Has Tokyo Sexwale unleashed the biggest crime hunt in domestic history?
JOHANNESBURG - Sometimes noisy headlines miss the bigger picture; worse, when "fraud" has become as commonplace in a country as sparrows strangling out twitters in the morning, the bigger picture can sink to the insignificant. Time will tell if
thousands of human vermin feeding off South Africa's housing challenges can be hunted down. The opposition is monumental . . . there are vested interests in every direction; these vermin are the size of bull elephants.
Human Settlements Minister Tokyo Sexwale this week shrugged off a trade union's call for his personal assets to be "nationalised", and remained focused on re-launching, with further detail, a war against corrupt private sector housing contractors, along with connected public servants, lawyers and estate agents. There are, of course, countless innocents among this bunching, but the targeted reprobates are also in very good numbers, responsible for monumental corruption, fraud and backlogs in delivering houses to South Africa's underprivileged.
Amid the stench, the housing audit is being led by the Special Investigations Unit (SIU), a division of the National Prosecuting Authority, and supported by the Auditor-General's office, plus all provincial government departments, Parliament's standing committee on public accounts, and the portfolio committee on human settlements. That is the combined war machine, but is it big enough, and does it have the resolve to face up to the savage ugliness that stolen billons always manages to build?
Make no mistake, billions of rands are at stake. Speaking at a media briefing on Monday, Sexwale noted that while government had built around 2.8m so-called RDP houses (accommodating some 13m people) since 1994, informal settlements continue to proliferate. That is only one issue. The audit is dealing with lots of foul things: nepotism in government departments, sloppy construction work, thousands of houses in tatters and ruins, and the persistent awarding of government contracts to the same twisted packs of stinky contractors.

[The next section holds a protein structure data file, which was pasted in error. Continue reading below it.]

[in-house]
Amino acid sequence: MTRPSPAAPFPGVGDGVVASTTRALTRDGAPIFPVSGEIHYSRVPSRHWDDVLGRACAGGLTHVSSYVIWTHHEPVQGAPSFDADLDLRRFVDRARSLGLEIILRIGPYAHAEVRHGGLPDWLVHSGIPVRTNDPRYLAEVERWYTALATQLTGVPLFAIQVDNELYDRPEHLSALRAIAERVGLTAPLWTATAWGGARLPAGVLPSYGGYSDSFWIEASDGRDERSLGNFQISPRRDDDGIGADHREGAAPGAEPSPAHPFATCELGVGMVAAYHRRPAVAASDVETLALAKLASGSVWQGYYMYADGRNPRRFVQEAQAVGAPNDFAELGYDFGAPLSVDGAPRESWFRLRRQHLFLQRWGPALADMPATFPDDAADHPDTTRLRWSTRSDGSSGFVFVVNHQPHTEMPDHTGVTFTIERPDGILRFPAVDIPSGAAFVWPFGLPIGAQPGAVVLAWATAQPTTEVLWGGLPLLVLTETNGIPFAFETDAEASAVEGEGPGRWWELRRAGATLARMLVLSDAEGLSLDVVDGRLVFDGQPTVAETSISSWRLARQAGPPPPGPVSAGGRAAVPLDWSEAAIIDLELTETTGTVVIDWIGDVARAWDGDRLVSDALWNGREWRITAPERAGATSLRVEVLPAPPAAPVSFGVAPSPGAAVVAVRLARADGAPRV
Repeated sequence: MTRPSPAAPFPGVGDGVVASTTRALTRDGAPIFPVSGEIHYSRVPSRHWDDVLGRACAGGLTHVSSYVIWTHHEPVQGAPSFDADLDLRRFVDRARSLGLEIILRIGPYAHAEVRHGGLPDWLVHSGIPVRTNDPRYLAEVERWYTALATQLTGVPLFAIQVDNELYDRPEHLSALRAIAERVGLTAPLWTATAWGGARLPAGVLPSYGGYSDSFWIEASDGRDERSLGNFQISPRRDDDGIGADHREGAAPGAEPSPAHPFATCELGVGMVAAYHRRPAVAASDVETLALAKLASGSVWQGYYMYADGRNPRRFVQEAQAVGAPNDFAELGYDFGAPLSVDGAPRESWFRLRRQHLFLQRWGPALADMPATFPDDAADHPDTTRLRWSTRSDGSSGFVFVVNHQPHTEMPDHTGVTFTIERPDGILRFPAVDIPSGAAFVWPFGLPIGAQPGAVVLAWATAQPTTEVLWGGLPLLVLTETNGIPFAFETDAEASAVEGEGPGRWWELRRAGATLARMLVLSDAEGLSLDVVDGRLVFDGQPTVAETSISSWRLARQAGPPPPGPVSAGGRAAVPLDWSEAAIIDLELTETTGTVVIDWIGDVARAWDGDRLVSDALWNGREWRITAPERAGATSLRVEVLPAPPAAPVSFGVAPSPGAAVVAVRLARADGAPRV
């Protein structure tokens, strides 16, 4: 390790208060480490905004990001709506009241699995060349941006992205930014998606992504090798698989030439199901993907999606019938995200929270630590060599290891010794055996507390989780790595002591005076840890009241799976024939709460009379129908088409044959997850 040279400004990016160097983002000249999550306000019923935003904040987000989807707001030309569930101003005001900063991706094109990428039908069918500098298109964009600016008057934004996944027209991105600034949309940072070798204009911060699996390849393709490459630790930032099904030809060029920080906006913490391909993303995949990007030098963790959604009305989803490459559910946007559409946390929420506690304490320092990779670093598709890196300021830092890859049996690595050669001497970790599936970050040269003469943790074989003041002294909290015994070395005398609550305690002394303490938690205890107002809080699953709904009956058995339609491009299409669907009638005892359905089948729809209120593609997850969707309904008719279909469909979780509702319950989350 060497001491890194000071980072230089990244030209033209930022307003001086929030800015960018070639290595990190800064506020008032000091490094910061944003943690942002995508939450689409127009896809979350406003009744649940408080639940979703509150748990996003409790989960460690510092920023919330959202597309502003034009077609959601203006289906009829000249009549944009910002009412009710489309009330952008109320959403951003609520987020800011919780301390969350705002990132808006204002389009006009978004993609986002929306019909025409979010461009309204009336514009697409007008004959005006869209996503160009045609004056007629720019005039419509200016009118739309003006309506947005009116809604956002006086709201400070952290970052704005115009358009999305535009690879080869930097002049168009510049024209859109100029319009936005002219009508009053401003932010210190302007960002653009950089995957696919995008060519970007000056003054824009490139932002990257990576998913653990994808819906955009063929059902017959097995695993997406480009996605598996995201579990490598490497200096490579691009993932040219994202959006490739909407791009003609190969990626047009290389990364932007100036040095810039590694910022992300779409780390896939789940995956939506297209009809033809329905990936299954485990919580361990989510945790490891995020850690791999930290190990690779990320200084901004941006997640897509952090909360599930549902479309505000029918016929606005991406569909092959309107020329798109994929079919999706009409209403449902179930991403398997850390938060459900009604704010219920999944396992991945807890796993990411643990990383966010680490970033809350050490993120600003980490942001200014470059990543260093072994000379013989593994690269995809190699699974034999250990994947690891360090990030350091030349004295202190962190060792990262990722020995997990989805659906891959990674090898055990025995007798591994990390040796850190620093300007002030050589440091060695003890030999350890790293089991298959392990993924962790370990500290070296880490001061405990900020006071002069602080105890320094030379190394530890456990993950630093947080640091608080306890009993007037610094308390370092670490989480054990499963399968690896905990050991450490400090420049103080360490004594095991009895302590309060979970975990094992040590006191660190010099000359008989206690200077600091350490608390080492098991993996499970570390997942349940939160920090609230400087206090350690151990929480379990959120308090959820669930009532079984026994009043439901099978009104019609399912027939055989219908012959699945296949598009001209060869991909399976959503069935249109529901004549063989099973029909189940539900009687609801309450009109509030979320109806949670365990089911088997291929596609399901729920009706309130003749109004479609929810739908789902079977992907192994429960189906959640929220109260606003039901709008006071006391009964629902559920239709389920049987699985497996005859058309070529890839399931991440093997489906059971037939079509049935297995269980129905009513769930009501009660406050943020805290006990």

Sexwale, who has had a long and interesting career in politics, and a shorter and equally interesting one in business, smashed the gong: "We can assure those who are involved in dodgy deals that there will be no place to hide. We are dealing with public money. Heads are going to roll. There are rotten people who have taken advantage of the public sector, and that way public finances get squandered".
Housing delivery is a quagmire crawling with swamp rats and other vermin: fraud, corruption, absentee contractors, unfinished ghost' houses, and corruption related to housing waiting lists. The SIU has already whet its appetite in the area, having spent the past few years recovering around R20m from hundreds of public servants who simply stole housing subsidies, month after month, subsidies destined for the poor. To date, 772 public servants have been charged, and 554 convicted. More than 1 600 acknowledgments of debt have been signed.
The latest initiative taken by Sexwale reinforces initiatives outlined in his budget speech commitment, made in June this year, where an agreement was signed by his (new) ministry with the SIU, mandating the SIU to investigate fraud, corruption and maladministration in low-income housing contracts.
At this point, Sexwale's national fact-finding mission is incomplete, but he has so far tagged around 3 000 RDP houses that have to be demolished, and rebuilt at a cost of R800m. For a start, how much of that R800m will be recovered from the criminals involved?
Article by: Barry Sergeant - www.moneyweb.co.za